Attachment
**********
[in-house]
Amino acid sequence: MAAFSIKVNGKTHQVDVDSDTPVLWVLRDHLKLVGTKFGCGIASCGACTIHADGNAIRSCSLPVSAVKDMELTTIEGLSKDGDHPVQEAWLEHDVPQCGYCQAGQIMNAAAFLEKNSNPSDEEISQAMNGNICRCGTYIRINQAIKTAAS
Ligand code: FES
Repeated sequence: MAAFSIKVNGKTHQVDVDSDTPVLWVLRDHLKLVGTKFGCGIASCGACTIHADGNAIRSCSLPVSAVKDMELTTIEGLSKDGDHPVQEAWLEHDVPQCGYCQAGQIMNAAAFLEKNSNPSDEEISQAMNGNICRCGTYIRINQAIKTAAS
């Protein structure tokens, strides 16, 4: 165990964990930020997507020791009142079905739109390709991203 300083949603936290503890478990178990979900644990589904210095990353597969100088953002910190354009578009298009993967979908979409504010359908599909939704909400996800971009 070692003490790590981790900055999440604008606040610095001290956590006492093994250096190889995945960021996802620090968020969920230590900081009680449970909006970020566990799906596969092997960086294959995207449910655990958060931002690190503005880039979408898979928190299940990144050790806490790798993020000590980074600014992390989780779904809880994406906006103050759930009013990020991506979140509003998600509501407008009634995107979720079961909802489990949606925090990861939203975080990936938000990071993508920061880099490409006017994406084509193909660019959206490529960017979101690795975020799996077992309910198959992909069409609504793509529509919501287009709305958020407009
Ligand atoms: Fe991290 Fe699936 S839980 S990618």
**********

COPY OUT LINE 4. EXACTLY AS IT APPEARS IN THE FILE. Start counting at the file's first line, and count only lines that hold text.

Repeated sequence: MAAFSIKVNGKTHQVDVDSDTPVLWVLRDHLKLVGTKFGCGIASCGACTIHADGNAIRSCSLPVSAVKDMELTTIEGLSKDGDHPVQEAWLEHDVPQCGYCQAGQIMNAAAFLEKNSNPSDEEISQAMNGNICRCGTYIRINQAIKTAAS